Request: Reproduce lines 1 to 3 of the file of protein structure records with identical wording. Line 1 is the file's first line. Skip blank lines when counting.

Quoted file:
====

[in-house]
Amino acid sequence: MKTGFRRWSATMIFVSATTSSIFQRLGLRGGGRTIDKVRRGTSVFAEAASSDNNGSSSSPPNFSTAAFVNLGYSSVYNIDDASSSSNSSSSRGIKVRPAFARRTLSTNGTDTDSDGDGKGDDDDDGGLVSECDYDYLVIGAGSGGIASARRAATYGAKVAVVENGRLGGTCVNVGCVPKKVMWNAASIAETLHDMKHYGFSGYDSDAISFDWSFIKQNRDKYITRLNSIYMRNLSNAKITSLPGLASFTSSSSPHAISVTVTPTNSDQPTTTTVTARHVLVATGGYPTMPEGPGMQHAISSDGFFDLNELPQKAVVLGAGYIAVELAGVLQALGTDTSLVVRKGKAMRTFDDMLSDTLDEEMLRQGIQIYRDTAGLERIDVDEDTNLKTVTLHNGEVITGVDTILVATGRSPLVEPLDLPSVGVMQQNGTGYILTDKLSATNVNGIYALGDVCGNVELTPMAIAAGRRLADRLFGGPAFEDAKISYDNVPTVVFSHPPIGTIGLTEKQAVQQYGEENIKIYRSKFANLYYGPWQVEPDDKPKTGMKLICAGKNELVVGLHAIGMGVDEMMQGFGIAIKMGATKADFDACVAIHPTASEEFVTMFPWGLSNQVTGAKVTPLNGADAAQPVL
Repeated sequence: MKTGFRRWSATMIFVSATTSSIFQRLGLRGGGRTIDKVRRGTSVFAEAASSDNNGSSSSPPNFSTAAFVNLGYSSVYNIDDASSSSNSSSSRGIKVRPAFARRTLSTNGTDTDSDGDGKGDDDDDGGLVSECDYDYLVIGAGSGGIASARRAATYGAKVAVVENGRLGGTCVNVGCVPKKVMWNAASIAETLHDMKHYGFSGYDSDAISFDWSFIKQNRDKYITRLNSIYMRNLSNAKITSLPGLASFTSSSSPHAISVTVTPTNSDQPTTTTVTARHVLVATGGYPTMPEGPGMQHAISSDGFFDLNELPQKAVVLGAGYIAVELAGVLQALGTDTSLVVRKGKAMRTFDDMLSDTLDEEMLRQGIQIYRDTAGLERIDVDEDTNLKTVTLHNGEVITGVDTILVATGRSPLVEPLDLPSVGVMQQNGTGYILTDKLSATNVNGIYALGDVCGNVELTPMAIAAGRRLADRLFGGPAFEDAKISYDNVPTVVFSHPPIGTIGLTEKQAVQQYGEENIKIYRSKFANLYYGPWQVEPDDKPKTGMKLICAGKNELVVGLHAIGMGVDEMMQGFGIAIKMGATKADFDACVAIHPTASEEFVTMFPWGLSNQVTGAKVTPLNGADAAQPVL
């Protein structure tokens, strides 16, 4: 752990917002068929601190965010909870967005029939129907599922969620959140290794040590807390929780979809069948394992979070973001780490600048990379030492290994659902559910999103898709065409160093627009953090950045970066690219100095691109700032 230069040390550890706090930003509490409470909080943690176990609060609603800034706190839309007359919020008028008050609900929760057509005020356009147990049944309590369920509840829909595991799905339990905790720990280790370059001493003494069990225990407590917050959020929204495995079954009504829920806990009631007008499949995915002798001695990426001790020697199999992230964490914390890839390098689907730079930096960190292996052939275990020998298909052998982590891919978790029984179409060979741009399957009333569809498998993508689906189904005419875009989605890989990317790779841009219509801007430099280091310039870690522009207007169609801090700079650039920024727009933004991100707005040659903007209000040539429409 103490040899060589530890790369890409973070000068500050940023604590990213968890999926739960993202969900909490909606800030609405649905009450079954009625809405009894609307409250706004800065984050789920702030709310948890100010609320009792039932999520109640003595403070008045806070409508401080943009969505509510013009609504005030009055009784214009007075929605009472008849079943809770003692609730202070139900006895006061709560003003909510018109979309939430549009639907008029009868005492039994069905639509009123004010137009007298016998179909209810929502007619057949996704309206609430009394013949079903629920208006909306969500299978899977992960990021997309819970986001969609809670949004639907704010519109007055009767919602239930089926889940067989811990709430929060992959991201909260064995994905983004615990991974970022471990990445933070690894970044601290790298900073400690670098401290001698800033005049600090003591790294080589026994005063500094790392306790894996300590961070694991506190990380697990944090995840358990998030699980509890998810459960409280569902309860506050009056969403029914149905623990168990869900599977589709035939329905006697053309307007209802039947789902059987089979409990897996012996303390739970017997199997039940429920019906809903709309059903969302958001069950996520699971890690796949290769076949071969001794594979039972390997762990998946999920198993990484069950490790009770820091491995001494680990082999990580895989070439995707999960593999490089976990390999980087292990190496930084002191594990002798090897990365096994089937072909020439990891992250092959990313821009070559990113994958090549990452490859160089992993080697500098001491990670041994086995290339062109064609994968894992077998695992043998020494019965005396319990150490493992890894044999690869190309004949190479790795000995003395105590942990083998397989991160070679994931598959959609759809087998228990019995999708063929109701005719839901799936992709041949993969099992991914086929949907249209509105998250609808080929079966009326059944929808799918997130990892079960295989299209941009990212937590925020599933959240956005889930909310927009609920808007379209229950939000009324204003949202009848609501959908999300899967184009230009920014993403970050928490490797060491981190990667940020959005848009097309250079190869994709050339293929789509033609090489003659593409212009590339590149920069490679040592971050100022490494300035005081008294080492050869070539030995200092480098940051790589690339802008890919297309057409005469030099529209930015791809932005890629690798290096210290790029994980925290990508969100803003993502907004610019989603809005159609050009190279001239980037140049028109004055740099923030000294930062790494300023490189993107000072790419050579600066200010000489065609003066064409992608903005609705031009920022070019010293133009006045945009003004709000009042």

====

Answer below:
[in-house]
Amino acid sequence: MKTGFRRWSATMIFVSATTSSIFQRLGLRGGGRTIDKVRRGTSVFAEAASSDNNGSSSSPPNFSTAAFVNLGYSSVYNIDDASSSSNSSSSRGIKVRPAFARRTLSTNGTDTDSDGDGKGDDDDDGGLVSECDYDYLVIGAGSGGIASARRAATYGAKVAVVENGRLGGTCVNVGCVPKKVMWNAASIAETLHDMKHYGFSGYDSDAISFDWSFIKQNRDKYITRLNSIYMRNLSNAKITSLPGLASFTSSSSPHAISVTVTPTNSDQPTTTTVTARHVLVATGGYPTMPEGPGMQHAISSDGFFDLNELPQKAVVLGAGYIAVELAGVLQALGTDTSLVVRKGKAMRTFDDMLSDTLDEEMLRQGIQIYRDTAGLERIDVDEDTNLKTVTLHNGEVITGVDTILVATGRSPLVEPLDLPSVGVMQQNGTGYILTDKLSATNVNGIYALGDVCGNVELTPMAIAAGRRLADRLFGGPAFEDAKISYDNVPTVVFSHPPIGTIGLTEKQAVQQYGEENIKIYRSKFANLYYGPWQVEPDDKPKTGMKLICAGKNELVVGLHAIGMGVDEMMQGFGIAIKMGATKADFDACVAIHPTASEEFVTMFPWGLSNQVTGAKVTPLNGADAAQPVL
Repeated sequence: MKTGFRRWSATMIFVSATTSSIFQRLGLRGGGRTIDKVRRGTSVFAEAASSDNNGSSSSPPNFSTAAFVNLGYSSVYNIDDASSSSNSSSSRGIKVRPAFARRTLSTNGTDTDSDGDGKGDDDDDGGLVSECDYDYLVIGAGSGGIASARRAATYGAKVAVVENGRLGGTCVNVGCVPKKVMWNAASIAETLHDMKHYGFSGYDSDAISFDWSFIKQNRDKYITRLNSIYMRNLSNAKITSLPGLASFTSSSSPHAISVTVTPTNSDQPTTTTVTARHVLVATGGYPTMPEGPGMQHAISSDGFFDLNELPQKAVVLGAGYIAVELAGVLQALGTDTSLVVRKGKAMRTFDDMLSDTLDEEMLRQGIQIYRDTAGLERIDVDEDTNLKTVTLHNGEVITGVDTILVATGRSPLVEPLDLPSVGVMQQNGTGYILTDKLSATNVNGIYALGDVCGNVELTPMAIAAGRRLADRLFGGPAFEDAKISYDNVPTVVFSHPPIGTIGLTEKQAVQQYGEENIKIYRSKFANLYYGPWQVEPDDKPKTGMKLICAGKNELVVGLHAIGMGVDEMMQGFGIAIKMGATKADFDACVAIHPTASEEFVTMFPWGLSNQVTGAKVTPLNGADAAQPVL